The pace of Colorado Springs-area home construction fell in November for the fourth straight month, a likely byproduct of builders who've slowed production because they lack materials and supplies and don't have enough workers.

"Product availability and labor," said Chad Thurber, president of local builder Vantage Homes and incoming board president of the Housing & Building Association of Colorado Springs. "They've plagued our industry locally and I don't know that anyone has escaped that unscathed."

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In November, building permits issued for the construction of single-family homes totaled 255 in El Paso County, a 38.7% drop from the same month last year, according to a report this week by the Pikes Peak Regional Building Department, a city-county agency that oversees residential and commercial construction.

Single-family home permits now have declined on a year-over-year basis each month since August, Regional Building Department figures show. The permit numbers reflect construction of single-family detached homes, not townhomes, duplexes, condominiums or apartments.

"It seems like every week, we find a new product or material that is having supply challenges," Thurber said. "Whether it's availability, period, that it's not being produced anymore or that they can't get enough of it to fulfill orders."

For example, Vantage Homes' truss supplier is "substantially behind" in production compared with demand, Thurber said. 

"We may have a foundation wait for up to two months, between being ready for framing and being able to start framing, because of the delay in trusses," he said.

Tom Hennessy, president of Challenger Homes of Colorado Springs, said some builders have had trouble getting products such as appliances, windows and garage doors. As a result, they might ease up on construction activity.

"A lot of builders I talk to just don't want to get too far over their skis," Hennessy said. "They're just limiting their production so they can meet the demands of the customers and not be delayed and deliver a home a year later because they couldn't get all the pieces."

A shortage of skilled and qualified labor also has led to a slowdown in production for some builders, Hennessy and Thurber said.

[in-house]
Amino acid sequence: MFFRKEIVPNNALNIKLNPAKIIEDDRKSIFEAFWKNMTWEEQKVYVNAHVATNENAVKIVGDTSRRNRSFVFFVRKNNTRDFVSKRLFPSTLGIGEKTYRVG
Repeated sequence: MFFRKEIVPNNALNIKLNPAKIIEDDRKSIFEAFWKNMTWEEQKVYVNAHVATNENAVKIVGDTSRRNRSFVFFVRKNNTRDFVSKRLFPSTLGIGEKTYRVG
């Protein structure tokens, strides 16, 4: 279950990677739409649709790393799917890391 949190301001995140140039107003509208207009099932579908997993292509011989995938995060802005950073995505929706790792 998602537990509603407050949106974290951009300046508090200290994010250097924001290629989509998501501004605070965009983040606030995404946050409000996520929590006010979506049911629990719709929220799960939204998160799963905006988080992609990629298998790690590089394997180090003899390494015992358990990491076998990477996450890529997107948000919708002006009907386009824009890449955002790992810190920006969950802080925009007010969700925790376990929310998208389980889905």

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Springs-area home builders and commercial contractors, like their counterparts in other markets, have wrestled with a labor shortage for several years.

Their subcontractors — such as electrical, plumbing, carpentry, concrete and landscaping companies — can't find the workers they need. Or, once hired, some workers show up one day, but don't return the next day.

That problem has been exacerbated over the last year or two as the demand for housing has accelerated, fueled in large part by historically low mortgage rates. 

"There's not an extra supply of labor for sure in the market," Hennessy said. "If crews are out, then things just come to a halt. That's a big part of it."

Vantage Homes also has a smaller supply of home sites, or lots, than it normally does, Thurber said. The lack of sites acts as a "natural governor" on Vantage's ability to build and the company has taken a controlled approach to the number of homes it sells, he said.

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Still, overall new home purchases remain strong in Colorado Springs, though they've slowed from the frenzied pace of this summer, Hennessy said. New home purchases, Thurber added, are back to a more normal pace.

Even as homebuilders wrestle with supply and labor problems, the area's residential construction industry is enjoying a productive year.

Through the first 11 months of 2021, single-family building permits totaled 4,093, according to Regional Building Department numbers. That's down a slight 1.3% from the 4,148 permits issued during the same period last year.

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Despite the decline, permits have now topped 4,000 for the second straight year — the first time permits have surpassed that mark in back-to-back years since 2004 and 2005, Regional Building Department figures show.

"It's still a very good market," Thurber said.

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